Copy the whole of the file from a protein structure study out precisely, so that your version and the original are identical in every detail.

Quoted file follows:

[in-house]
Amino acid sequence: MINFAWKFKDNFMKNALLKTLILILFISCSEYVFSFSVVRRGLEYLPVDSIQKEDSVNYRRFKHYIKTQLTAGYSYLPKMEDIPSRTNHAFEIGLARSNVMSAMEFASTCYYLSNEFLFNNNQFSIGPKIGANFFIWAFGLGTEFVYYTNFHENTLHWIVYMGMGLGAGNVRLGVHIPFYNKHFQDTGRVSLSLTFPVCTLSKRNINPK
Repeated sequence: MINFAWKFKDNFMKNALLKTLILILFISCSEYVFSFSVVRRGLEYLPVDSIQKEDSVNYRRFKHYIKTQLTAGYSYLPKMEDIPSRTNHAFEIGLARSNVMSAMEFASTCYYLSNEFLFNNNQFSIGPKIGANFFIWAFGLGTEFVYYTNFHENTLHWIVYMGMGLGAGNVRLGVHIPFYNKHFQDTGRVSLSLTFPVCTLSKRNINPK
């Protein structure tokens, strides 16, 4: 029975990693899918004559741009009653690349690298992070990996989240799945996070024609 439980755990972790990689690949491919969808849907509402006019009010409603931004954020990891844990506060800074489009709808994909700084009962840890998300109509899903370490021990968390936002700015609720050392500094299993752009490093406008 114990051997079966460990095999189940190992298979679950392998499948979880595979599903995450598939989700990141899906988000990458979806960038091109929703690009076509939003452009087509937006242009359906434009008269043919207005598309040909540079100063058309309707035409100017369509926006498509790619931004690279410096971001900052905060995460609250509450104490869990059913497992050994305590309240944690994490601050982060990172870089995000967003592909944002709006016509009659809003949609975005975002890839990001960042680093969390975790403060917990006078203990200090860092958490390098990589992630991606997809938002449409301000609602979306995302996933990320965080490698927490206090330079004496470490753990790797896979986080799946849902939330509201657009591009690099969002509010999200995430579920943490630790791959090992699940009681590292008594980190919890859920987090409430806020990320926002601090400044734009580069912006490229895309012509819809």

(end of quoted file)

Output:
[in-house]
Amino acid sequence: MINFAWKFKDNFMKNALLKTLILILFISCSEYVFSFSVVRRGLEYLPVDSIQKEDSVNYRRFKHYIKTQLTAGYSYLPKMEDIPSRTNHAFEIGLARSNVMSAMEFASTCYYLSNEFLFNNNQFSIGPKIGANFFIWAFGLGTEFVYYTNFHENTLHWIVYMGMGLGAGNVRLGVHIPFYNKHFQDTGRVSLSLTFPVCTLSKRNINPK
Repeated sequence: MINFAWKFKDNFMKNALLKTLILILFISCSEYVFSFSVVRRGLEYLPVDSIQKEDSVNYRRFKHYIKTQLTAGYSYLPKMEDIPSRTNHAFEIGLARSNVMSAMEFASTCYYLSNEFLFNNNQFSIGPKIGANFFIWAFGLGTEFVYYTNFHENTLHWIVYMGMGLGAGNVRLGVHIPFYNKHFQDTGRVSLSLTFPVCTLSKRNINPK
């Protein structure tokens, strides 16, 4: 029975990693899918004559741009009653690349690298992070990996989240799945996070024609 439980755990972790990689690949491919969808849907509402006019009010409603931004954020990891844990506060800074489009709808994909700084009962840890998300109509899903370490021990968390936002700015609720050392500094299993752009490093406008 114990051997079966460990095999189940190992298979679950392998499948979880595979599903995450598939989700990141899906988000990458979806960038091109929703690009076509939003452009087509937006242009359906434009008269043919207005598309040909540079100063058309309707035409100017369509926006498509790619931004690279410096971001900052905060995460609250509450104490869990059913497992050994305590309240944690994490601050982060990172870089995000967003592909944002709006016509009659809003949609975005975002890839990001960042680093969390975790403060917990006078203990200090860092958490390098990589992630991606997809938002449409301000609602979306995302996933990320965080490698927490206090330079004496470490753990790797896979986080799946849902939330509201657009591009690099969002509010999200995430579920943490630790791959090992699940009681590292008594980190919890859920987090409430806020990320926002601090400044734009580069912006490229895309012509819809």